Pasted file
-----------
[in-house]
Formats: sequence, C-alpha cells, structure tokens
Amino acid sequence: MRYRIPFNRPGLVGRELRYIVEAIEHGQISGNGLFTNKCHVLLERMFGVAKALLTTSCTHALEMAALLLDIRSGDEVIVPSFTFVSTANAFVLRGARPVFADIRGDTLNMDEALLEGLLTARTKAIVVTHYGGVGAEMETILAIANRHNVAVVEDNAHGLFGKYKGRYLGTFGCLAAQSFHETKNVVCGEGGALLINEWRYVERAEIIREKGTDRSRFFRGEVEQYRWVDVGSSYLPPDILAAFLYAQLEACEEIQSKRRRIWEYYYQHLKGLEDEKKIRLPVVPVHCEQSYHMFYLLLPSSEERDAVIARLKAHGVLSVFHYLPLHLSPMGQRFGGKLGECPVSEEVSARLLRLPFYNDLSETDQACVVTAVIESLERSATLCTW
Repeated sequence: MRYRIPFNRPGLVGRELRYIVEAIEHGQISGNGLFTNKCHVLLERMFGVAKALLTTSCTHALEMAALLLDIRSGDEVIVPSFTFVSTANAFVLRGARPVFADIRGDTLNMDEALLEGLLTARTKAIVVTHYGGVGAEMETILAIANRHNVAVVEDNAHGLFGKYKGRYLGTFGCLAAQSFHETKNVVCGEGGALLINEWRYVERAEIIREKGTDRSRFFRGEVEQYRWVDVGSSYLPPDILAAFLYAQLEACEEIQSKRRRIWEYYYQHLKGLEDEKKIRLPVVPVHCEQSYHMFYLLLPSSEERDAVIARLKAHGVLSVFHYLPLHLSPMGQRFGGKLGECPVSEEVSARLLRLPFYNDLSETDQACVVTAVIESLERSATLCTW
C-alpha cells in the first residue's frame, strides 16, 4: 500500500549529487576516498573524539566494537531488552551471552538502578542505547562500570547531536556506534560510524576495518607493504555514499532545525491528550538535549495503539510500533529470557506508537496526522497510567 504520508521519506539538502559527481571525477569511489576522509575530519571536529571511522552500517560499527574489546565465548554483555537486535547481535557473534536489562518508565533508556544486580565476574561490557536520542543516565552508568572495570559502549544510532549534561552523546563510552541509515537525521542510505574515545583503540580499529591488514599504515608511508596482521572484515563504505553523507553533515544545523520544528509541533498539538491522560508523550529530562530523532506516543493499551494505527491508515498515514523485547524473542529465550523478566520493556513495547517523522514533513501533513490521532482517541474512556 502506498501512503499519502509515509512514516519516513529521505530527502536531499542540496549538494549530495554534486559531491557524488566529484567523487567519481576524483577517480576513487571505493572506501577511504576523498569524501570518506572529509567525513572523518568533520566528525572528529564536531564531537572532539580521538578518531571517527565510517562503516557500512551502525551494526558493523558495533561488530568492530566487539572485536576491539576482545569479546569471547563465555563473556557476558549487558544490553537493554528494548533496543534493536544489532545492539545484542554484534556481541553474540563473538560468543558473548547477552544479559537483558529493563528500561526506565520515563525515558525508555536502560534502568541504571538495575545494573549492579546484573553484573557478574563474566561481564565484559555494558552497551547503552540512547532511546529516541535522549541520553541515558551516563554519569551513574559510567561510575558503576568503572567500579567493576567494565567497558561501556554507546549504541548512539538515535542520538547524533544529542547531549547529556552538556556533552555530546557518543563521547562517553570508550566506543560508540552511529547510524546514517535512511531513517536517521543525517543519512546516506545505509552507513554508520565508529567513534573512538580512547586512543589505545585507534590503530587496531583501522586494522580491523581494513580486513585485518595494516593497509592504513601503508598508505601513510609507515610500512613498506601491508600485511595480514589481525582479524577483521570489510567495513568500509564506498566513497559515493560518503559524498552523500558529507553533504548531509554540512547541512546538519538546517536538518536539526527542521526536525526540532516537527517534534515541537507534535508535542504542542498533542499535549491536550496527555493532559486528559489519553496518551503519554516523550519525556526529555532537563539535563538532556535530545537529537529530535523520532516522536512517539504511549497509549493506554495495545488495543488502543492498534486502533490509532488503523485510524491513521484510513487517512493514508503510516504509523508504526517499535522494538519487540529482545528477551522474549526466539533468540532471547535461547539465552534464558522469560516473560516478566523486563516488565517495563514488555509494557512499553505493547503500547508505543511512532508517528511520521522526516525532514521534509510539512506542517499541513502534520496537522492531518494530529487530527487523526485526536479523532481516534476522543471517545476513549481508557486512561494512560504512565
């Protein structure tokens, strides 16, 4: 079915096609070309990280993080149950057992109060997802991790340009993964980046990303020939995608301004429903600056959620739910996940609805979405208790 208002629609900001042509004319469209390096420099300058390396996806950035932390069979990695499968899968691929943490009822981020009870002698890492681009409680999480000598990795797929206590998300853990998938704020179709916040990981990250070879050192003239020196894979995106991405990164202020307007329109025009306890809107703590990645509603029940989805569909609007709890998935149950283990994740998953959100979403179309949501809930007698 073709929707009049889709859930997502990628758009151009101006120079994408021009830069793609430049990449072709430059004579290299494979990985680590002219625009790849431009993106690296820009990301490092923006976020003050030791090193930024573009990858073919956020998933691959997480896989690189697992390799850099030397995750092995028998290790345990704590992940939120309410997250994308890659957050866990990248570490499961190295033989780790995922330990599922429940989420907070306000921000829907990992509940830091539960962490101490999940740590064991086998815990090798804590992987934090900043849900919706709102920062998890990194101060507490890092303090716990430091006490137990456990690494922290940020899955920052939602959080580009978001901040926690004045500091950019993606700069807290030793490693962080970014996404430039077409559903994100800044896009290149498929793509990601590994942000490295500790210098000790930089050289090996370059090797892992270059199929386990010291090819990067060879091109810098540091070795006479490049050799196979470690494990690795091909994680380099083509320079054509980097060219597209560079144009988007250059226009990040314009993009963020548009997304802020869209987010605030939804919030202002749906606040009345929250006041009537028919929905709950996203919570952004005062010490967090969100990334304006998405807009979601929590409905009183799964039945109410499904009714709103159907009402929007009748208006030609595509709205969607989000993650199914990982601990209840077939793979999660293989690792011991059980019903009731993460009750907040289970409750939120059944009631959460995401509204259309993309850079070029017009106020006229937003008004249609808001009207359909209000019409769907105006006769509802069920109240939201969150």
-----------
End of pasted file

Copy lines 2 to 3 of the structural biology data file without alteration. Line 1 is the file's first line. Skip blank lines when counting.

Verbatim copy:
Formats: sequence, C-alpha cells, structure tokens
Amino acid sequence: MRYRIPFNRPGLVGRELRYIVEAIEHGQISGNGLFTNKCHVLLERMFGVAKALLTTSCTHALEMAALLLDIRSGDEVIVPSFTFVSTANAFVLRGARPVFADIRGDTLNMDEALLEGLLTARTKAIVVTHYGGVGAEMETILAIANRHNVAVVEDNAHGLFGKYKGRYLGTFGCLAAQSFHETKNVVCGEGGALLINEWRYVERAEIIREKGTDRSRFFRGEVEQYRWVDVGSSYLPPDILAAFLYAQLEACEEIQSKRRRIWEYYYQHLKGLEDEKKIRLPVVPVHCEQSYHMFYLLLPSSEERDAVIARLKAHGVLSVFHYLPLHLSPMGQRFGGKLGECPVSEEVSARLLRLPFYNDLSETDQACVVTAVIESLERSATLCTW